The FMCSA SAFER database can be searched using a company name, DOT Number, or MC Number for a Company Snapshot. The Company Snapshot provides “a company’s identification, size, commodity information, and safety record, including the safety rating (if any), a roadside out-of-service inspection summary, and crash information” for free. Data is updated daily with the exception of inspection and crash counts which are updated every week.
In general, the Certificate of Insurance and any additional certificates should be issued by the insurance agent who wrote the coverage, and should provide the contact name, phone and address, policy number, insurance coverage, limits, effective and expiration dates. In every case, it is important to request the Certificate of Insurance from the agent, and not the carrier. You’ll find in the long run that it’s much easier to avoid fraudulent certificates and claims if all information is gathered from the correct sources and kept in order.
With the publication and immediate suspension of the URS, existing carriers will need to continue to follow the same procedures and forms for registration updates as they do today. According to FMCSA spokesman Duane DeBruyne, the agency intends to lift the suspension once the technology to implement the URS is complete.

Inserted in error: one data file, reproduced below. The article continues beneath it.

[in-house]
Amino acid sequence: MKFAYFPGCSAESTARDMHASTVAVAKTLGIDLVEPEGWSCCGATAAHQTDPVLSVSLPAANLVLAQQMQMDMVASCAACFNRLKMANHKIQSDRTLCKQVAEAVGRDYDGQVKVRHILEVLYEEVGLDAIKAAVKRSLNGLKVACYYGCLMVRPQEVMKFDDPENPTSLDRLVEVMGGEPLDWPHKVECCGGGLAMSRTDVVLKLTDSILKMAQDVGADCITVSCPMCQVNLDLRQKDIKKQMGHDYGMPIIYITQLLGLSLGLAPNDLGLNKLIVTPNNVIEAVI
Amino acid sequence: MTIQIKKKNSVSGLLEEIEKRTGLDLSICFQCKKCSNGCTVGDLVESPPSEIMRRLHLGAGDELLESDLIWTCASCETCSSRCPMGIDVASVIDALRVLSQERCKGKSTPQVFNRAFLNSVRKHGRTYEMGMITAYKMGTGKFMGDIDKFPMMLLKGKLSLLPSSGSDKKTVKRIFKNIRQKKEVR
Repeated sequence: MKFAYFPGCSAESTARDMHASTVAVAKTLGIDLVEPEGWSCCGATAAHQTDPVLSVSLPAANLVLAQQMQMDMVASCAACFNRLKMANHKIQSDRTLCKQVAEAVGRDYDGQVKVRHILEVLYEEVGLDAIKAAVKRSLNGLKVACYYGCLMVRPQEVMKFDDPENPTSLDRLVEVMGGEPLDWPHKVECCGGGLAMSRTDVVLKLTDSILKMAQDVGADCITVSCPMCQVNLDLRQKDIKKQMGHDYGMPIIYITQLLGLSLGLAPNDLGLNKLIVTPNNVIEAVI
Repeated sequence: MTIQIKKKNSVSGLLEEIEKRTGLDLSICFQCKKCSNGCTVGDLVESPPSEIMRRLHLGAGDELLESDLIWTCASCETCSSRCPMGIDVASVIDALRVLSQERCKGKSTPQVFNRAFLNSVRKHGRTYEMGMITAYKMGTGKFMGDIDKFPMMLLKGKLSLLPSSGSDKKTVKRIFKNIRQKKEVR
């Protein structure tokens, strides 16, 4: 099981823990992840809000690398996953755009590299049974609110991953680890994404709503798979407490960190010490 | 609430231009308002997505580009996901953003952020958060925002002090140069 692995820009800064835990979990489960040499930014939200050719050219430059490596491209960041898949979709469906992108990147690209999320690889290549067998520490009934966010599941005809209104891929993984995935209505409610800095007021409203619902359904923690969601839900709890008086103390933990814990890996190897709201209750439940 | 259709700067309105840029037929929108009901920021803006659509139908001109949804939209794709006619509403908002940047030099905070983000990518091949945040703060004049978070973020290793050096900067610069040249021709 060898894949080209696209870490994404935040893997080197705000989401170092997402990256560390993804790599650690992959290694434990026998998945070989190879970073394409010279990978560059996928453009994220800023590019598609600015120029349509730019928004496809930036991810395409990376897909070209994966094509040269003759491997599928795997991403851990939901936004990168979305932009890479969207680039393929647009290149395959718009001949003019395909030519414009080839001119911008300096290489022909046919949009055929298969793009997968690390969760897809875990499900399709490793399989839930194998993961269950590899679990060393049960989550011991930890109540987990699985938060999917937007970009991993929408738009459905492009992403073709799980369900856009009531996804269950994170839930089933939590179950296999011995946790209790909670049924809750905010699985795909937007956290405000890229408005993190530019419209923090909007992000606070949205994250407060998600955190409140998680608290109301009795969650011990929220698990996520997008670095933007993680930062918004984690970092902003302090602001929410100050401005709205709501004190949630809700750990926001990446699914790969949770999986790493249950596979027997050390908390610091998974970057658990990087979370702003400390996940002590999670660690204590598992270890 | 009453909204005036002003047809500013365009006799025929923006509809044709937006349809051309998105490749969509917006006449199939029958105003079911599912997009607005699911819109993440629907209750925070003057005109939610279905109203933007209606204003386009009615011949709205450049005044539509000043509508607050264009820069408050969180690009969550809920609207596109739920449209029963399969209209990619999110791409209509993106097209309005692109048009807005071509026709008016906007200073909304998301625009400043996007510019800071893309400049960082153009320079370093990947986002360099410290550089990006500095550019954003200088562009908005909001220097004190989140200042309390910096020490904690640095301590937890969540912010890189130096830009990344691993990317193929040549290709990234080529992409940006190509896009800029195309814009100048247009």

Since the passing of 2015’s FAST (“Fixing America’s Surface Transportation”) Act, carriers’ compliance, safety and accountability scores (CSA scores) have been temporarily removed from public view, leading to a select group of companies developing their own systems of determining a safety score based on information still available to the public.
Last time we discussed how not having a Certificate of Liability Insurance from a potential trucking company business partner can itself be an unexpected form of liability. Now that we’ve established why a certificate is effectively required to carry out a freight transportation partnership without surprises, let’s take a moment to examine what the Certificate of Liability Insurance form is, exactly. This deep dive includes the liability insurance and certificate formats most commonly used in freight transportation and how to ensure your specific needs are met.